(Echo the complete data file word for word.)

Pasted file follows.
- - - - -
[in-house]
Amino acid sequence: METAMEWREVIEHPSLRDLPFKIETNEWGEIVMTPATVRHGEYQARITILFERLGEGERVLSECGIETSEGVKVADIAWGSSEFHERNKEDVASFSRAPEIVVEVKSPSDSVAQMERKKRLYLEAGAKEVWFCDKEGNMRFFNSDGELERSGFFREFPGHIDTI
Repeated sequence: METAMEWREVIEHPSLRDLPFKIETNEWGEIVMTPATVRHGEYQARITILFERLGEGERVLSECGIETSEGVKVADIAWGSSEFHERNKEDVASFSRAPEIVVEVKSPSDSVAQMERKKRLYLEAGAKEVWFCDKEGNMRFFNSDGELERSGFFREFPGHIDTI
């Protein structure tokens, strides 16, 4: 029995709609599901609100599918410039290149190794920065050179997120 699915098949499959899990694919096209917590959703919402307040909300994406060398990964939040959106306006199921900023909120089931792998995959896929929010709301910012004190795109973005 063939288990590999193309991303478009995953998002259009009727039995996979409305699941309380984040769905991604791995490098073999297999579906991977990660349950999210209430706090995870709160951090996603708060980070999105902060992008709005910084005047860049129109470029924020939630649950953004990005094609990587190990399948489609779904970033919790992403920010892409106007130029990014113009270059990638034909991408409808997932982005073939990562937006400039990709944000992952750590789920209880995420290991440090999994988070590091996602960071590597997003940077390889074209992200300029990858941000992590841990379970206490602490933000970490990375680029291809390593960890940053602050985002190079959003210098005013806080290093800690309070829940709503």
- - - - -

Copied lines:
[in-house]
Amino acid sequence: METAMEWREVIEHPSLRDLPFKIETNEWGEIVMTPATVRHGEYQARITILFERLGEGERVLSECGIETSEGVKVADIAWGSSEFHERNKEDVASFSRAPEIVVEVKSPSDSVAQMERKKRLYLEAGAKEVWFCDKEGNMRFFNSDGELERSGFFREFPGHIDTI
Repeated sequence: METAMEWREVIEHPSLRDLPFKIETNEWGEIVMTPATVRHGEYQARITILFERLGEGERVLSECGIETSEGVKVADIAWGSSEFHERNKEDVASFSRAPEIVVEVKSPSDSVAQMERKKRLYLEAGAKEVWFCDKEGNMRFFNSDGELERSGFFREFPGHIDTI
């Protein structure tokens, strides 16, 4: 029995709609599901609100599918410039290149190794920065050179997120 699915098949499959899990694919096209917590959703919402307040909300994406060398990964939040959106306006199921900023909120089931792998995959896929929010709301910012004190795109973005 063939288990590999193309991303478009995953998002259009009727039995996979409305699941309380984040769905991604791995490098073999297999579906991977990660349950999210209430706090995870709160951090996603708060980070999105902060992008709005910084005047860049129109470029924020939630649950953004990005094609990587190990399948489609779904970033919790992403920010892409106007130029990014113009270059990638034909991408409808997932982005073939990562937006400039990709944000992952750590789920209880995420290991440090999994988070590091996602960071590597997003940077390889074209992200300029990858941000992590841990379970206490602490933000970490990375680029291809390593960890940053602050985002190079959003210098005013806080290093800690309070829940709503």